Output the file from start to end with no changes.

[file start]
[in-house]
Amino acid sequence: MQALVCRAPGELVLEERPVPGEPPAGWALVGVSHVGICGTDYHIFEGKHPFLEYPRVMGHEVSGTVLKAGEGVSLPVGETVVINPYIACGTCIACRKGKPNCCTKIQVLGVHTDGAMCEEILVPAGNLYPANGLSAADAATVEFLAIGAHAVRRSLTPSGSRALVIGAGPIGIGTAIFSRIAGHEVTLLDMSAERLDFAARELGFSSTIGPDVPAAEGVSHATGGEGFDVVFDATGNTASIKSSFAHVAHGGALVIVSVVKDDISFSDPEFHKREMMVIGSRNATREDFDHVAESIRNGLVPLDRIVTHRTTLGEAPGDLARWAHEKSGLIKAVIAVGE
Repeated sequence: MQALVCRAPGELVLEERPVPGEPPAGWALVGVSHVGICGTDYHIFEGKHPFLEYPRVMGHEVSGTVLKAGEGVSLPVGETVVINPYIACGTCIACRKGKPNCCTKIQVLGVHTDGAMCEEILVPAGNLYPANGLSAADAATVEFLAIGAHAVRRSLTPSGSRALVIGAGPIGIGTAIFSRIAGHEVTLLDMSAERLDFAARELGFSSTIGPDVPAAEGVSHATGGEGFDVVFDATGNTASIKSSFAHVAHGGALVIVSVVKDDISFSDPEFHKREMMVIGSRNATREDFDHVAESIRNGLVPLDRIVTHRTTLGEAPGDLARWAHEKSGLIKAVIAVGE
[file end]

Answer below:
[in-house]
Amino acid sequence: MQALVCRAPGELVLEERPVPGEPPAGWALVGVSHVGICGTDYHIFEGKHPFLEYPRVMGHEVSGTVLKAGEGVSLPVGETVVINPYIACGTCIACRKGKPNCCTKIQVLGVHTDGAMCEEILVPAGNLYPANGLSAADAATVEFLAIGAHAVRRSLTPSGSRALVIGAGPIGIGTAIFSRIAGHEVTLLDMSAERLDFAARELGFSSTIGPDVPAAEGVSHATGGEGFDVVFDATGNTASIKSSFAHVAHGGALVIVSVVKDDISFSDPEFHKREMMVIGSRNATREDFDHVAESIRNGLVPLDRIVTHRTTLGEAPGDLARWAHEKSGLIKAVIAVGE
Repeated sequence: MQALVCRAPGELVLEERPVPGEPPAGWALVGVSHVGICGTDYHIFEGKHPFLEYPRVMGHEVSGTVLKAGEGVSLPVGETVVINPYIACGTCIACRKGKPNCCTKIQVLGVHTDGAMCEEILVPAGNLYPANGLSAADAATVEFLAIGAHAVRRSLTPSGSRALVIGAGPIGIGTAIFSRIAGHEVTLLDMSAERLDFAARELGFSSTIGPDVPAAEGVSHATGGEGFDVVFDATGNTASIKSSFAHVAHGGALVIVSVVKDDISFSDPEFHKREMMVIGSRNATREDFDHVAESIRNGLVPLDRIVTHRTTLGEAPGDLARWAHEKSGLIKAVIAVGE